As infection rates soared worldwide and deaths began to rise, as did domestic violence cases with them. During a pandemic, home should be the safest place for everyone. However, for victims of domestic violence, lockdown means being trapped inside with an abuser. As world leaders announce impending lockdowns, many women’s rights activists also warned that domestic violence cases would spike rapidly as a consequence.
The Domestic Violence Death Toll Rises in the UK
In the UK alone, researchers at the Counting Dead Women Project told MPs that in the UK, 14 women and two children had been killed in the first three weeks of lockdown. This leaves the UK with a death rate of more than double the average rate throughout just the first three weeks of lockdown.
Domestic Violence is already rife in normal circumstances. In 2019, two women a week were killed by either a current or former partner and in the year ending March 2019, 1.6 million women experienced domestic abuse – this is in England and Wales alone.Office for National Statistics (2019) Domestic abuse victim characteristics, England and Wales: year ending March 2019
Office for National Statistics (2019) Homicide in England and Wales: year ending March 2018 (average taken over 10 years)
In April, less than one month into the lockdown in the UK, the Metropolitan Police officers were arrested, on average,100 people a day for domestic violence-related offenses in London alone, showing the deadly impacts of lockdown for some of the most vulnerable people in society. This indicates that although the virus does not discriminate against people, lockdown clearly does, leaving mainly women and children at the hands of their intemperate abusers.
“The many ramifications of the outbreak may also mean that women and their children could find it even harder to access safety and specialist support.”Rebecca Hitchen, campaigns manager at the End Violence Against Women Coalition
The Impact on Europe’s domestic violence services
Europe has also seen a spike in domestic violence claims being reported since the government initiated lockdowns. One of France’s domestic abuse hotlines ran by The National Federation of Women Solidarity saw double to triple the usual daily number of calls since France’s lockdown on 17th March. Former French President François Hollande also expressed his concern for French women experiencing abuse throughout the countries lockdown. Hollande stated, “For too long violence against women has been pushed aside because it was considered part of the personal, the private, and not something that concerned society.”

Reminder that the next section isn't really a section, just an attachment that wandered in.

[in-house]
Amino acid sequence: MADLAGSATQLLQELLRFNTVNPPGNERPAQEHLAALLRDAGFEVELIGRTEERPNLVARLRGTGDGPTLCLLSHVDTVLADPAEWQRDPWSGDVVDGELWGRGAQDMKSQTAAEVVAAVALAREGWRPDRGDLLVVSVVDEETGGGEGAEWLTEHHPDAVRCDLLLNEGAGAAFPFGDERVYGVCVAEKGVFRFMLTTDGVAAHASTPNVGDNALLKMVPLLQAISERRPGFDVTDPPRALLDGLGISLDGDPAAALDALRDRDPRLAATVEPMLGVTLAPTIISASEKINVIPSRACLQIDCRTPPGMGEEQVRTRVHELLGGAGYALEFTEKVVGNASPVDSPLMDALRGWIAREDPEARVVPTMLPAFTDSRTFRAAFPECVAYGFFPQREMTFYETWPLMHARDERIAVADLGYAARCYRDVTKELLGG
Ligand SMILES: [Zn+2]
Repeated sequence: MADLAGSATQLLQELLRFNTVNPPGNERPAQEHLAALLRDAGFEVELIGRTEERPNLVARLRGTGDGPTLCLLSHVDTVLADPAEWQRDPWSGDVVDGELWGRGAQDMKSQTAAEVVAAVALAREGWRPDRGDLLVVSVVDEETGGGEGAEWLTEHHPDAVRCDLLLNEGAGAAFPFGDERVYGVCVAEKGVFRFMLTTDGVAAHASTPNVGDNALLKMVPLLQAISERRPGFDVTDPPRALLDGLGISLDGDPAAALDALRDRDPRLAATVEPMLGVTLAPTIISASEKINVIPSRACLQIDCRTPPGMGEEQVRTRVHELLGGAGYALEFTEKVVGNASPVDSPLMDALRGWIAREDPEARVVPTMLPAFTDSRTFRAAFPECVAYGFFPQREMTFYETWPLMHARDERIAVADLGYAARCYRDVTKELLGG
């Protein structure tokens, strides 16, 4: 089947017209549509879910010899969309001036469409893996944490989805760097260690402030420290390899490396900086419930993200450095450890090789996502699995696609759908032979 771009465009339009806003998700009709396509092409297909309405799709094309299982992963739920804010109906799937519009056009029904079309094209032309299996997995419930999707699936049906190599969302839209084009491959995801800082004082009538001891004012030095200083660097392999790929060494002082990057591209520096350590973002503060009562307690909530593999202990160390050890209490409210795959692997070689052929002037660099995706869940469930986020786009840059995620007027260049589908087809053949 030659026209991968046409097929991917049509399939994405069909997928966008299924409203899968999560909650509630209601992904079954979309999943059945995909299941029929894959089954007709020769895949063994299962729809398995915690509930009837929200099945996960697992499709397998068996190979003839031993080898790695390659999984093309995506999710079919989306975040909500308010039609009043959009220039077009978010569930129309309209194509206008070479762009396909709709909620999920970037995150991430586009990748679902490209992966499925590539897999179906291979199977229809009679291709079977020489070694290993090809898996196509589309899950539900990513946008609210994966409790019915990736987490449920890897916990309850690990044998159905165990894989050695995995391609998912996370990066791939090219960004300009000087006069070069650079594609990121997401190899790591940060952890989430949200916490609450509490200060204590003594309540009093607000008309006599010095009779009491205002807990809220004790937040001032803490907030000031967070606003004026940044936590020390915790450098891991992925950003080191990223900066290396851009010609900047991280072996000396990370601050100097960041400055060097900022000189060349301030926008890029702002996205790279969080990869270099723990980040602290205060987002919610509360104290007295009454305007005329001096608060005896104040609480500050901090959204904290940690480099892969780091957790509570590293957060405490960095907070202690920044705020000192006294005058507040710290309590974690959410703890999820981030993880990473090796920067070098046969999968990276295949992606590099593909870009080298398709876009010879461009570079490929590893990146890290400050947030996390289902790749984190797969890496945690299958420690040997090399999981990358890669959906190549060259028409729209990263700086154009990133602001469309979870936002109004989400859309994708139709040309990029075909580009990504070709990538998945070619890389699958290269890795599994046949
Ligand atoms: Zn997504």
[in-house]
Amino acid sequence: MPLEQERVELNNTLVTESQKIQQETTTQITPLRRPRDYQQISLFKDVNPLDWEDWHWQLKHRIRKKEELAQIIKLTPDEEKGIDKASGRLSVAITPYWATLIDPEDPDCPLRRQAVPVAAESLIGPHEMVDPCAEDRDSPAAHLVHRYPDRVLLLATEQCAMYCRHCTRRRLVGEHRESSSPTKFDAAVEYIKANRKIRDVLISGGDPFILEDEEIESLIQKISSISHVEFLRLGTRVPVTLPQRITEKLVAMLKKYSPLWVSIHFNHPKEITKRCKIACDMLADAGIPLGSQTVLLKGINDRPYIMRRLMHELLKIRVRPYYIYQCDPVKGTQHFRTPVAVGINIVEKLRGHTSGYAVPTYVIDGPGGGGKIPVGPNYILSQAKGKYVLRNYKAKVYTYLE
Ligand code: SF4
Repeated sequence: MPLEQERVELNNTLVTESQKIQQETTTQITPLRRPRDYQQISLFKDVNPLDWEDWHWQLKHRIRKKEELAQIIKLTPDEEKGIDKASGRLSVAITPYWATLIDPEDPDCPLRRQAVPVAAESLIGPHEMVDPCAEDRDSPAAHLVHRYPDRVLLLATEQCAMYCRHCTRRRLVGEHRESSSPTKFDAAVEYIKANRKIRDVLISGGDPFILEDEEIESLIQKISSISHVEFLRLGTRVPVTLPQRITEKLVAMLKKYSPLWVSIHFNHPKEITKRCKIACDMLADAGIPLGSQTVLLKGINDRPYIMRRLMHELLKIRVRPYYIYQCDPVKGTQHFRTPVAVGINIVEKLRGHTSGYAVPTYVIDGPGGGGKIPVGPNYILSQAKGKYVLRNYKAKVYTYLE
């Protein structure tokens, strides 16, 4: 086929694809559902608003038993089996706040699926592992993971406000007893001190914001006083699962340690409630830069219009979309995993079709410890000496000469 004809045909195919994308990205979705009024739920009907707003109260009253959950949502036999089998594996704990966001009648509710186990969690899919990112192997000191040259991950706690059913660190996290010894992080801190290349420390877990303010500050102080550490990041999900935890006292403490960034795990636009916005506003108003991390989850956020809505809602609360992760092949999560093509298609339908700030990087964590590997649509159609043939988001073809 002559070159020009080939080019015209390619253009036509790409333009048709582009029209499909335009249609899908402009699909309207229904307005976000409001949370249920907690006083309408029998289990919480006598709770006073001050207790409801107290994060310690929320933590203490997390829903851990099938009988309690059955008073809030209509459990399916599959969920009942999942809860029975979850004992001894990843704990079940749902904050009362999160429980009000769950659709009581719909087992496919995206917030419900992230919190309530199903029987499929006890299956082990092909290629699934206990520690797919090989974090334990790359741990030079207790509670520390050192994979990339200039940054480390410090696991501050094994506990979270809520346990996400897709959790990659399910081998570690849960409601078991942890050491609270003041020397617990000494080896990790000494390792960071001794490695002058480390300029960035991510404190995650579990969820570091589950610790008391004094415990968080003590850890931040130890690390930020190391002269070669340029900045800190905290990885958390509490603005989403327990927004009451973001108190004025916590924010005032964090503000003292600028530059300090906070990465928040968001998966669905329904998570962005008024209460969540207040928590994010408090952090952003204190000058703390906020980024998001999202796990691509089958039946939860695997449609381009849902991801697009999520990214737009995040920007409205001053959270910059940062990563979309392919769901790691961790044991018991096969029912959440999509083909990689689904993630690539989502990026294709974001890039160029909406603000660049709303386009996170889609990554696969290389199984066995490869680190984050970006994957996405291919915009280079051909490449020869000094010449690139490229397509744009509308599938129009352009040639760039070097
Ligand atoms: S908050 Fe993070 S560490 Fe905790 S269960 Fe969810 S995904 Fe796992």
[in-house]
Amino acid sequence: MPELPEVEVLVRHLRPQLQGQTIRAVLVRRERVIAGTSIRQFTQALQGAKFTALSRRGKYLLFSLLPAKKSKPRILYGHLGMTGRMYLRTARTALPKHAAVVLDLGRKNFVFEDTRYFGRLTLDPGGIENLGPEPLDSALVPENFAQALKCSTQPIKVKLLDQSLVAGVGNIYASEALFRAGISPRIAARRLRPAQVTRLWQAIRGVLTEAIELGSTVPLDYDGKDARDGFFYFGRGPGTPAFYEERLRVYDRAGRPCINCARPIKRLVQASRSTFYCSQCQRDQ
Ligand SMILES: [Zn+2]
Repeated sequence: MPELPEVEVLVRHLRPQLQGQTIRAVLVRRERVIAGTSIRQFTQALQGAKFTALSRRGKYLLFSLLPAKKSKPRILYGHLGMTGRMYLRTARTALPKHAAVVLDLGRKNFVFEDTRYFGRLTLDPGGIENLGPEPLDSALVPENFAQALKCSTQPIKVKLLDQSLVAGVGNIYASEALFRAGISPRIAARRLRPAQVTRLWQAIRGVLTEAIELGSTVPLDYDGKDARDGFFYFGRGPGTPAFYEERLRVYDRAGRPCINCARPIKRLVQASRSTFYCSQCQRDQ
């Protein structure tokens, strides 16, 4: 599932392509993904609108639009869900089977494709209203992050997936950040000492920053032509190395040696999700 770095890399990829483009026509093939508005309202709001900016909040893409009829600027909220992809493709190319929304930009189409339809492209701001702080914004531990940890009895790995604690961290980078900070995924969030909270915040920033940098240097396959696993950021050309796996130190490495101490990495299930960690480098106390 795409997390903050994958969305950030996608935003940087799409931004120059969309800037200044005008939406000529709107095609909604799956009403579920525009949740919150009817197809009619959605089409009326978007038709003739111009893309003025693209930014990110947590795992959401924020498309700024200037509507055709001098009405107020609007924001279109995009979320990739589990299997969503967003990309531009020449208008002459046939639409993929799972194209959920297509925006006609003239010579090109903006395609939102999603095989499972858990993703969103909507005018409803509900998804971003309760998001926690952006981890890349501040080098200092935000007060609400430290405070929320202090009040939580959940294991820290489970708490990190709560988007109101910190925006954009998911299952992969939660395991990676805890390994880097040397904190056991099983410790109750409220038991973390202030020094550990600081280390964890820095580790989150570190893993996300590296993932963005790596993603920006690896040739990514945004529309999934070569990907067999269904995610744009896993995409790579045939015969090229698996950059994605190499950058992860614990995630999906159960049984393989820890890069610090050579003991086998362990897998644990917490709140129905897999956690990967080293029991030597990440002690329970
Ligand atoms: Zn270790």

Elsewhere in Europe, after Greece initiated their lockdown in March, a government helpline received nearly four times as many complaints in April as they had the month prior. In Spain, calls to their helpline for domestic violence victims were also up 30.7% in comparison to the previous year.
Russia experiences a spike in calls reporting domestic violence
Cases of domestic abuse have since doubled in Russia during their lockdown. Calls to Non-Governmental Organisations rose by a staggering 7,000 in April, with 13,000 calls being made to report domestic abuse in the country. On the 5th April, The United Nations called on governments everywhere to take “urgent action” to combat the disturbing surge in domestic violence. “I urge all governments to put women’s safety first as they respond to the pandemic,” Secretary-General António Guterres stated on Twitter. On the 7th May, The World Health Organisation joined the United Nations in expressing its deep concern that emergency calls by women being made to report domestic violence from their partner had risen by 60% compared with last year.
This exponential rise in reported domestic violence clearly shows us that now is not the time to stay silent on the issue. We need to do more to protect victims of domestic violence, and they cannot become a forgotten cause. Activists such as Katja Grieger have stressed: “This is why we’re calling on neighbors to be extra aware of possible cases of domestic violence, If you hear loud shouts or cries in neighboring apartments, call the police.”. We need to be cautious and safe when it comes to COVID-19, but we cannot neglect some of the most vulnerable people in society at a time when they need us the most.
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